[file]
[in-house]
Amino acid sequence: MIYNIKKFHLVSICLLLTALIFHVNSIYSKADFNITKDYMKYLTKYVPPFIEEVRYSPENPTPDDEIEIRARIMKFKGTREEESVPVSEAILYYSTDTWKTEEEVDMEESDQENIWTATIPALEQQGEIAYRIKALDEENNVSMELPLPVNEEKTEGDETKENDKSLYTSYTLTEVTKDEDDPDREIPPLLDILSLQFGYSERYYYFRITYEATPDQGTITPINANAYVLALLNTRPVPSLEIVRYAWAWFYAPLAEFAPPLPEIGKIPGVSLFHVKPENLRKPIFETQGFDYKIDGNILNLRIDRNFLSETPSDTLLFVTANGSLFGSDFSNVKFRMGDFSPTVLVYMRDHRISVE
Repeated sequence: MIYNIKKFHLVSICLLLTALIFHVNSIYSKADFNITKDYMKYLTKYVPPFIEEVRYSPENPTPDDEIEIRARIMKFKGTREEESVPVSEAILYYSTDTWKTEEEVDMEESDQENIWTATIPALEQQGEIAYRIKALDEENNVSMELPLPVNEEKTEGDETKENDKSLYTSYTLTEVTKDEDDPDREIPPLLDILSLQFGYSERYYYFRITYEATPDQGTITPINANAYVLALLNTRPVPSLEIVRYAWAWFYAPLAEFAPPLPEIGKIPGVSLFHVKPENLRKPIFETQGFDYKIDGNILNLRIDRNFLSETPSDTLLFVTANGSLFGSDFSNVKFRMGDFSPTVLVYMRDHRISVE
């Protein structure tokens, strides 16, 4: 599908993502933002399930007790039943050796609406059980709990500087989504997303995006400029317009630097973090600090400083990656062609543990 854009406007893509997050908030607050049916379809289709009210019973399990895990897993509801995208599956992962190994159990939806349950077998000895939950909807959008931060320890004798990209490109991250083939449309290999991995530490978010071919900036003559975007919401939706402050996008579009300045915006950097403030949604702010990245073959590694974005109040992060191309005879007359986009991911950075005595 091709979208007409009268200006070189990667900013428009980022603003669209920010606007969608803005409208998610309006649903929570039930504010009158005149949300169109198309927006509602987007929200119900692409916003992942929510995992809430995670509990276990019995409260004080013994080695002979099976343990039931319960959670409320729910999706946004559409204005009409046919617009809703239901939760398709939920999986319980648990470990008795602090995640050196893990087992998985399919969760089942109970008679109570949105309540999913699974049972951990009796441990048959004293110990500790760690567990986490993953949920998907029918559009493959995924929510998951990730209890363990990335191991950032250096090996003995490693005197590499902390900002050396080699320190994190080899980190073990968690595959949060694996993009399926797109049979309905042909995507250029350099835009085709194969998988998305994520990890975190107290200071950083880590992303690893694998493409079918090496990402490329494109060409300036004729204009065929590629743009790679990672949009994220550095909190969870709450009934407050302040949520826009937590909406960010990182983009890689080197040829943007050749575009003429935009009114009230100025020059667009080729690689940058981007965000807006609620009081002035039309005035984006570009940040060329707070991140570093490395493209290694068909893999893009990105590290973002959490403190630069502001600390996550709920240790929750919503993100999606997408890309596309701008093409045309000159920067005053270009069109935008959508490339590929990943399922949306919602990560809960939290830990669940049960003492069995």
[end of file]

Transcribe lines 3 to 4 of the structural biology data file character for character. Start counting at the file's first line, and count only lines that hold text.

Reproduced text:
Repeated sequence: MIYNIKKFHLVSICLLLTALIFHVNSIYSKADFNITKDYMKYLTKYVPPFIEEVRYSPENPTPDDEIEIRARIMKFKGTREEESVPVSEAILYYSTDTWKTEEEVDMEESDQENIWTATIPALEQQGEIAYRIKALDEENNVSMELPLPVNEEKTEGDETKENDKSLYTSYTLTEVTKDEDDPDREIPPLLDILSLQFGYSERYYYFRITYEATPDQGTITPINANAYVLALLNTRPVPSLEIVRYAWAWFYAPLAEFAPPLPEIGKIPGVSLFHVKPENLRKPIFETQGFDYKIDGNILNLRIDRNFLSETPSDTLLFVTANGSLFGSDFSNVKFRMGDFSPTVLVYMRDHRISVE
């Protein structure tokens, strides 16, 4: 599908993502933002399930007790039943050796609406059980709990500087989504997303995006400029317009630097973090600090400083990656062609543990 854009406007893509997050908030607050049916379809289709009210019973399990895990897993509801995208599956992962190994159990939806349950077998000895939950909807959008931060320890004798990209490109991250083939449309290999991995530490978010071919900036003559975007919401939706402050996008579009300045915006950097403030949604702010990245073959590694974005109040992060191309005879007359986009991911950075005595 091709979208007409009268200006070189990667900013428009980022603003669209920010606007969608803005409208998610309006649903929570039930504010009158005149949300169109198309927006509602987007929200119900692409916003992942929510995992809430995670509990276990019995409260004080013994080695002979099976343990039931319960959670409320729910999706946004559409204005009409046919617009809703239901939760398709939920999986319980648990470990008795602090995640050196893990087992998985399919969760089942109970008679109570949105309540999913699974049972951990009796441990048959004293110990500790760690567990986490993953949920998907029918559009493959995924929510998951990730209890363990990335191991950032250096090996003995490693005197590499902390900002050396080699320190994190080899980190073990968690595959949060694996993009399926797109049979309905042909995507250029350099835009085709194969998988998305994520990890975190107290200071950083880590992303690893694998493409079918090496990402490329494109060409300036004729204009065929590629743009790679990672949009994220550095909190969870709450009934407050302040949520826009937590909406960010990182983009890689080197040829943007050749575009003429935009009114009230100025020059667009080729690689940058981007965000807006609620009081002035039309005035984006570009940040060329707070991140570093490395493209290694068909893999893009990105590290973002959490403190630069502001600390996550709920240790929750919503993100999606997408890309596309701008093409045309000159920067005053270009069109935008959508490339590929990943399922949306919602990560809960939290830990669940049960003492069995």